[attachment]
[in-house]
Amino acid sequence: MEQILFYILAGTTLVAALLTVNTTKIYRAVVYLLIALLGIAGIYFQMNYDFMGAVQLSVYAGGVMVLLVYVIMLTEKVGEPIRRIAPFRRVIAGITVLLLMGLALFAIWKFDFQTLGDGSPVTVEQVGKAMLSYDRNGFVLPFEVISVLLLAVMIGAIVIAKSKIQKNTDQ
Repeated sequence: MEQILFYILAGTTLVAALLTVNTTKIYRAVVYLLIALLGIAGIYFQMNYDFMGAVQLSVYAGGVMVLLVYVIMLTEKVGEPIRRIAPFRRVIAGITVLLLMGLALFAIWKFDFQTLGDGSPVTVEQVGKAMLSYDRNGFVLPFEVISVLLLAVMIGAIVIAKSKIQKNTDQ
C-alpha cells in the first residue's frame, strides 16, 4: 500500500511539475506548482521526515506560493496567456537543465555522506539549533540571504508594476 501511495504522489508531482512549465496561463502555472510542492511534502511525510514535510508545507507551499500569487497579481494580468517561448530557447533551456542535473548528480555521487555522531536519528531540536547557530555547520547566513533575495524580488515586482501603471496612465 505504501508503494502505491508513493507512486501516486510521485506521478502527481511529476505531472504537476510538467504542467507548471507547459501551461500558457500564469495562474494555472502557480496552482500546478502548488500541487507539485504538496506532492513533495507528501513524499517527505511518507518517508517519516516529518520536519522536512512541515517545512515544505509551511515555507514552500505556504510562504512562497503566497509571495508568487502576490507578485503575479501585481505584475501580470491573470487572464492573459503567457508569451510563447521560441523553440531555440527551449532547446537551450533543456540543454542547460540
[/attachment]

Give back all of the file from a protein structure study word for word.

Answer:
[in-house]
Amino acid sequence: MEQILFYILAGTTLVAALLTVNTTKIYRAVVYLLIALLGIAGIYFQMNYDFMGAVQLSVYAGGVMVLLVYVIMLTEKVGEPIRRIAPFRRVIAGITVLLLMGLALFAIWKFDFQTLGDGSPVTVEQVGKAMLSYDRNGFVLPFEVISVLLLAVMIGAIVIAKSKIQKNTDQ
Repeated sequence: MEQILFYILAGTTLVAALLTVNTTKIYRAVVYLLIALLGIAGIYFQMNYDFMGAVQLSVYAGGVMVLLVYVIMLTEKVGEPIRRIAPFRRVIAGITVLLLMGLALFAIWKFDFQTLGDGSPVTVEQVGKAMLSYDRNGFVLPFEVISVLLLAVMIGAIVIAKSKIQKNTDQ
C-alpha cells in the first residue's frame, strides 16, 4: 500500500511539475506548482521526515506560493496567456537543465555522506539549533540571504508594476 501511495504522489508531482512549465496561463502555472510542492511534502511525510514535510508545507507551499500569487497579481494580468517561448530557447533551456542535473548528480555521487555522531536519528531540536547557530555547520547566513533575495524580488515586482501603471496612465 505504501508503494502505491508513493507512486501516486510521485506521478502527481511529476505531472504537476510538467504542467507548471507547459501551461500558457500564469495562474494555472502557480496552482500546478502548488500541487507539485504538496506532492513533495507528501513524499517527505511518507518517508517519516516529518520536519522536512512541515517545512515544505509551511515555507514552500505556504510562504512562497503566497509571495508568487502576490507578485503575479501585481505584475501580470491573470487572464492573459503567457508569451510563447521560441523553440531555440527551449532547446537551450533543456540543454542547460540